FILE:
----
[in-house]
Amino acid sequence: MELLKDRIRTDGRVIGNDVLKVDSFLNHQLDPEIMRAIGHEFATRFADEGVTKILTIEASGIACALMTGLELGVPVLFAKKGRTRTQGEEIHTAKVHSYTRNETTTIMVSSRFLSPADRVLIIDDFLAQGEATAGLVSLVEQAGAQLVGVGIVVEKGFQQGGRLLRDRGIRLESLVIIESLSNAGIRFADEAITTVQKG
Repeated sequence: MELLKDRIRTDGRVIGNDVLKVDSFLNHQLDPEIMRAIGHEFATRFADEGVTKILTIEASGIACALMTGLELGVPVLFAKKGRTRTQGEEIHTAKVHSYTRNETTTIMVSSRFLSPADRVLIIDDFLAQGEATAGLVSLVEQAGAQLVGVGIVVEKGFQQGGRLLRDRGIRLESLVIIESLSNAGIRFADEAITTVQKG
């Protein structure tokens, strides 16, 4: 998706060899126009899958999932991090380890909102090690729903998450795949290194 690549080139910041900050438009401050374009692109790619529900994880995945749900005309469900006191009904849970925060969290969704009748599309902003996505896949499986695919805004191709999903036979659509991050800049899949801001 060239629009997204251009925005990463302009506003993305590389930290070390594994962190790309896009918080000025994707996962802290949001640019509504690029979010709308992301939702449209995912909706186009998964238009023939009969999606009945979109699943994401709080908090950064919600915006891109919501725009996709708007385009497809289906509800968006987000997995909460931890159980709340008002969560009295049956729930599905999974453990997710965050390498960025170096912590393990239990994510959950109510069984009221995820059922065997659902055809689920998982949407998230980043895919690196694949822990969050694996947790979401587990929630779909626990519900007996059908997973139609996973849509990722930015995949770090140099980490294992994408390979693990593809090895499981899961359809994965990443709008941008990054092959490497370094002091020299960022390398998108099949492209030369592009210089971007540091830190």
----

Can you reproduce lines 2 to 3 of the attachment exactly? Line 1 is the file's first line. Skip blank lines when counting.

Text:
Amino acid sequence: MELLKDRIRTDGRVIGNDVLKVDSFLNHQLDPEIMRAIGHEFATRFADEGVTKILTIEASGIACALMTGLELGVPVLFAKKGRTRTQGEEIHTAKVHSYTRNETTTIMVSSRFLSPADRVLIIDDFLAQGEATAGLVSLVEQAGAQLVGVGIVVEKGFQQGGRLLRDRGIRLESLVIIESLSNAGIRFADEAITTVQKG
Repeated sequence: MELLKDRIRTDGRVIGNDVLKVDSFLNHQLDPEIMRAIGHEFATRFADEGVTKILTIEASGIACALMTGLELGVPVLFAKKGRTRTQGEEIHTAKVHSYTRNETTTIMVSSRFLSPADRVLIIDDFLAQGEATAGLVSLVEQAGAQLVGVGIVVEKGFQQGGRLLRDRGIRLESLVIIESLSNAGIRFADEAITTVQKG